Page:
Frontbench MP Gerry Brownlee, who was ordered in March this year to pay $8,500 for manhandling a Native Forest Action campaigner, reportedly told delegates that Clark is a person that needed to be “broken”.

National president Michelle Boag reportedly accused the government of “not fronting up on the issues” .

Right throughout the weekend, National’s leadership chose to avoid talking about issues of substance. Instead National chose to wallow in the cesspit of personal vilification. The contrast in style between the government and the National opposition is breathtaking.

Unlike National, the Act Party appears to have some interest in employment issues, if only fleeting. Richard Prebble reportedly commented on the latest trend in employment, but only to criticise the result.

It has been left up to the government, through Steve Maharey and Jim Anderton, to provide leadership on issues such as employment opportunities. A colleague of mine recently said the opposition relegates employment to the “too hard basket”. That is a highly cynical view, but probably a correct one.

Employment growth is really important. It’s too important to ignore, let alone attack.

A sensible and credible opposition would welcome the growth in employment and congratulate the government and key sector groups such as private enterprise, trade unions, and other community organisations for working to stimulate job growth. Support rather than condemnation would almost certainly win the kudos that National, in particular, appears to crave.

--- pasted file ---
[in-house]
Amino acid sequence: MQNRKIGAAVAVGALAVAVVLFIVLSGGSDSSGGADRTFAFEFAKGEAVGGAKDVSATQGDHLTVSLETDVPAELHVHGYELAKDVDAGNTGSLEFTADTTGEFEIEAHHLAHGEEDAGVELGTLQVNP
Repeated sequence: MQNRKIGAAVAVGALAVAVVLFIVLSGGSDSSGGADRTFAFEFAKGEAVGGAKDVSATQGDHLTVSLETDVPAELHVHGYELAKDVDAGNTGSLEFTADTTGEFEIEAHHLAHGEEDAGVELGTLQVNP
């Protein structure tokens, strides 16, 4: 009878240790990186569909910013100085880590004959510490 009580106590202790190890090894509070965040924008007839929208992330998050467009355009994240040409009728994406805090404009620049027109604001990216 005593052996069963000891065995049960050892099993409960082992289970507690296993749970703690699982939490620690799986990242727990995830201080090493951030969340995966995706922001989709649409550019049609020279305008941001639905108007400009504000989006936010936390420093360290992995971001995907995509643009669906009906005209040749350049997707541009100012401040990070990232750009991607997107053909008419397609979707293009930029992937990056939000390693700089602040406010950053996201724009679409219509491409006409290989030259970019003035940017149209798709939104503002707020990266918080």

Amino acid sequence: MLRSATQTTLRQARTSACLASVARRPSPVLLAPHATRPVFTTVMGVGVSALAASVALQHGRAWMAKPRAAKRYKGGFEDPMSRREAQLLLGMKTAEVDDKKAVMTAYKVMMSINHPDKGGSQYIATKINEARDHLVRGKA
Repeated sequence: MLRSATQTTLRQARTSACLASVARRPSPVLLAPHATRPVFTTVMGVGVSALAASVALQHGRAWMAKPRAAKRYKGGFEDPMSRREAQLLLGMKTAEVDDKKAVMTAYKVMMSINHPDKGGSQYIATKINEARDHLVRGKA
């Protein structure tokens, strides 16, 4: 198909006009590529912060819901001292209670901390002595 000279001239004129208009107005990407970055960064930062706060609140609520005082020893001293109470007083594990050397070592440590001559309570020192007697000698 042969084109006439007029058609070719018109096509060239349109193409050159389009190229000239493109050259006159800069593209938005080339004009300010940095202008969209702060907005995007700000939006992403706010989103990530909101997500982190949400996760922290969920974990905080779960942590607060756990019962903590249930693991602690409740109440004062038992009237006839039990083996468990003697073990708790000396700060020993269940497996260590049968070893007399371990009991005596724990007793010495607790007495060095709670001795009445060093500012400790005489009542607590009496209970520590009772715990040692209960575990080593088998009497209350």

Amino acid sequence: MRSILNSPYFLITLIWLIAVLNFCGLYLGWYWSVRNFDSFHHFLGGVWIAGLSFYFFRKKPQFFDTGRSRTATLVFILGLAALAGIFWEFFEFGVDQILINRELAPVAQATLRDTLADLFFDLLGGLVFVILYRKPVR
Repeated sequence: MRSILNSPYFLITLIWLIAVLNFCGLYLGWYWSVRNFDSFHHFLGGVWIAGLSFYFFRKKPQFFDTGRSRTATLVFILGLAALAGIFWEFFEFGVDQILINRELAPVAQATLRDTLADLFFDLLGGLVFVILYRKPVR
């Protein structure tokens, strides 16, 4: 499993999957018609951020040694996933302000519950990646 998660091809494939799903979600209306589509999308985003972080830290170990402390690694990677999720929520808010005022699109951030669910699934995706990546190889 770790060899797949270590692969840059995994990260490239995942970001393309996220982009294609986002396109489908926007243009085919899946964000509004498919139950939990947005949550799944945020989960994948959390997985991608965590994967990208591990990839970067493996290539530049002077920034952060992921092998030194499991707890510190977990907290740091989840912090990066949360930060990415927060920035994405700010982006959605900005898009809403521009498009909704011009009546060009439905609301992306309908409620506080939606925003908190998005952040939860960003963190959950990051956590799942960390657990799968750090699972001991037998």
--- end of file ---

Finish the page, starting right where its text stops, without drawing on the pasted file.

In three months time Statistics New Zealand will release an updated set of information figures, which are likely to confirm that the number of new employment opportunities continues to grow. That news is good news for the business and for aspirant job seekers.

Helen Clark’s government, which has presided over the creation of over 100,000 new jobs, will welcome the result as confirmation that New Zealand is on the right track. For the opposition, the result would be disastrous.

For National in particular the employment statistics will be a crucial test. A credible opposition will rise above political point scoring and opportunism, and congratulate the government when the government deserves praise.

Bill English must not repeat his weekend assault on New Zealand’s Prime Minister. He must talk about jobs and economic growth, rather than condemn her physical appearance.

Interestingly enough the government responded to the release of the Household Labour Force Survey results within two hours of the release by Statistics New Zealand, while the National opposition has yet to issue a media statement … four days after the release.

Send your comments to: Spectator News Editor.
© Spectator News Agency, Multimedia Investments Limited, 2002.